In The Media

Gender equality and the Arab Spring – if only anyone paid any attention

by Ferry de Kerckhove

iPolitics
May 8, 2012

The Parliamentary Assembly of the Council of Europe[1] – a little known non-EU European institution – has recently published a preliminary version of a resolution that goes to the heart of a defining issue for the Arab World: “Equality between women and men: a condition for the success of the Arab Spring”.

It acknowledges that “a process of democratic transition is currently under way”, which may be somewhat optimistic, but it squarely states – o, so rightly – that “this process can be successful only if equality between women and men is placed as a cornerstone in the legislative and constitutional foundations of the new institutions and if women are fully associated in building and enforcing them”. And then it laments the fact that there have been little improvements in women’s lives in the last year – quite to the contrary, in fact.

It also expresses legitimate fears about the prospects of a gender equality agenda under religion-inspired parties, a legitimate concern despite all the assurances given by the Muslim Brotherhood leadership. Indeed, some of the new laws discussed in the Egyptian Parliament include allowing marriage for girls age 14, a significant reversal of the previous regime’s very progressive outlook on these issues. The draft resolution notes a few hopeful signs in Morocco and Tunisia and calls for bringing legislation in line with international standards but hastens to recognize that key to progress is an evolution of mentalities and mindsets.

The Assembly then presents a series of specific proposals – over 30 of them that reflect the deep engagement the Council, and its elected representatives, have displayed over the years towards strengthening human rights and countries’ democratic foundations. They cover the status of women and call for an end to discrimination and violence against women, the promotion of women representation in elected bodies, family laws, participation in public life, general empowerment, assistance programs for women victims of violence, the promotion through the media of a culture of gender equality, the participation of women in transitional justice process (remember the woman beaten up by the military in Cairo), and of course the training of police and the judiciary in the field of women rights. It also talks about gender equality for civil servants (do we ever need that one, not just in the Arab World).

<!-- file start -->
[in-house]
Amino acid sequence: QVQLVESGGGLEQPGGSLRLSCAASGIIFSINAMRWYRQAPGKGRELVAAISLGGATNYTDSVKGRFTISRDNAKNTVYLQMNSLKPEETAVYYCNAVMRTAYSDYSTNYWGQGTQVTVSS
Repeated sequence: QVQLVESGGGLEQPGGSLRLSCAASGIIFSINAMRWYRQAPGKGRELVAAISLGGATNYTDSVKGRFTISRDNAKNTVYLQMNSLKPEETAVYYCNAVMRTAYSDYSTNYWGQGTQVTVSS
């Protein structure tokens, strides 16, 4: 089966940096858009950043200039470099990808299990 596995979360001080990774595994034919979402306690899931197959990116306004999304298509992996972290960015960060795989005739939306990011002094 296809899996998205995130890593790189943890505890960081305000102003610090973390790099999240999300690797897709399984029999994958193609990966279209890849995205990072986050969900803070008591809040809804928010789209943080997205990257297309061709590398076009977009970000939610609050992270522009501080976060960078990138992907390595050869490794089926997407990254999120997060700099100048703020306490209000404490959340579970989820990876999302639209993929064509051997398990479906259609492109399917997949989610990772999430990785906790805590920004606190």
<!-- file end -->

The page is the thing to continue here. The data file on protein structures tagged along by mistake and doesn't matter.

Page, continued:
As expected, the resolution covers as well financing and education, facilitation of NGO work in the field, literacy programs, etc. The resolution thereafter focusses on specifics pertaining to the three countries of Tunisia, Morocco and Egypt and their ongoing constitutional review processes.

It is significant that most of the specific recommendations are focused on the existing body of Tunisian and Moroccan legislations or practices and say little about Egypt, which is clearly in a legislative no-man’s-land at present. One would hope that the example of Morocco and Tunisia introducing special safeguards aimed at boosting women’s representation in their recent elections – a divisive issue, as some look at “women quotas” as “ghettoizing” their place in society – would encourage other regimes to follow suit.

While the promotion of women rights is a somewhat failed universal endeavor, it behooves all governments – not just Western governments which are also delinquent in this regard, be it to a lesser extent – to express support for a true revolution in the Arab World. Of course this includes Canada! Indeed, whatever the outcome of the tragic events taking place in the region, it will only deserve its “revolutionary” attribute when women’s rights will not only have been institutionally enshrined but have also become a fact of daily life.

Thank you to the Council of Europe’s Parliamentary Assembly!

Endnote

[1] The Council of Europe is an international organization promoting co-operation between all 47 countries of Europe mainly in the areas of legal standards, human rights, democratic development and the rule of law. Its Parliamentary Assembly is composed of MPs from the parliament of each member state.


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